The Domesday Clipboard

Domesday Clipboard

Archaeologists have unearthed one of the original clipboards that was used to compile the Domesday Book in 1086. This simple but effective item of stationery had already proven decisive in William the Conqueror's victory over King Harold's army at Hastings, enabling him to collect the vital statistical information that was necessary to turn the tide of the conflict. Subsequently William used it to cement his control over his new possessions, it being the main tool employed to assess the taxable assets of his subjects.

It is famously recorded in the Anglo-Saxon Chronicle that William's men commanded great respect as they arrived in towns and villages across the kingdom. The clipboard would be held aloft, a symbol of power, and the populus immediately understood the wisdom of obedience and submission. In fact, so great was its effect on the British national character that even today just one person with a clipboard can stand in a busy street and persuade dozens of passers-by to surrender the most intimate details of their lives.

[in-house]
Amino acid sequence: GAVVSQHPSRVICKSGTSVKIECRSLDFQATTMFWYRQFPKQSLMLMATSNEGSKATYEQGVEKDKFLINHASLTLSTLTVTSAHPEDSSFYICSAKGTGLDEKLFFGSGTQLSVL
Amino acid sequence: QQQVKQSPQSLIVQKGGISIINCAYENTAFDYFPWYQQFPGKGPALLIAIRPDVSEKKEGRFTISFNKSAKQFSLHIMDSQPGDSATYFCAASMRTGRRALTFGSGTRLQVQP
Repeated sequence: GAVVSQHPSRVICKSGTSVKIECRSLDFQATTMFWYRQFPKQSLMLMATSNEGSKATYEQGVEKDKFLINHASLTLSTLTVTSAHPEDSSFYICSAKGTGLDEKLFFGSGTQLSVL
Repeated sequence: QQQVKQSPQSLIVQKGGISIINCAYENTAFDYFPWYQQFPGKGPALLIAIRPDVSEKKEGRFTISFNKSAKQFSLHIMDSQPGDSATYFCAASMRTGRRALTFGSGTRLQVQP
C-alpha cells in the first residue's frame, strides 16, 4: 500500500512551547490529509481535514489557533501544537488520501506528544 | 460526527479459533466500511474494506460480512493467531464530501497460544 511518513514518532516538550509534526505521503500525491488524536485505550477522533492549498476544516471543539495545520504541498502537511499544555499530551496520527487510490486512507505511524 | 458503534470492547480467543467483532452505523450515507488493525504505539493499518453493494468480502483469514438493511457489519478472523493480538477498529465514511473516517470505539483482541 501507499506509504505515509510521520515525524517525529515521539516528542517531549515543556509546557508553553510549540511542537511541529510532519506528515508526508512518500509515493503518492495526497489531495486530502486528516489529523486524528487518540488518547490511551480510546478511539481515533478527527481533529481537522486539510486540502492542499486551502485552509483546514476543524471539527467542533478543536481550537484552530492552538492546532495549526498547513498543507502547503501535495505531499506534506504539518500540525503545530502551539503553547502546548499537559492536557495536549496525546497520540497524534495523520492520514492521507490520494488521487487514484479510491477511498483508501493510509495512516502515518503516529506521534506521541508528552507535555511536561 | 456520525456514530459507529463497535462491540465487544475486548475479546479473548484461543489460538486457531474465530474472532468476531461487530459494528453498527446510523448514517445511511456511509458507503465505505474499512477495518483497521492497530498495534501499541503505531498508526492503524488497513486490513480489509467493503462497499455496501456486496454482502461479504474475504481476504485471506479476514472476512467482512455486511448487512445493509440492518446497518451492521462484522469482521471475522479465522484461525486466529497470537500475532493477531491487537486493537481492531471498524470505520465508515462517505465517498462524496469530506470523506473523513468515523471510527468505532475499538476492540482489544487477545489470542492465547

Although we know from illustrations that clipboards were in use in the eleventh century - indeed, they appear on the Bayeux Tapestry - this is the first time an example has been unearthed. Experts agree that it is a discovery of unparalleled importance: the clipboard represented a ground-breaking advance in the field of office equipment, and it remained the most significant development in legislative administration until King John's use of correcting fluid to amend Magna Carta in 1215.

 


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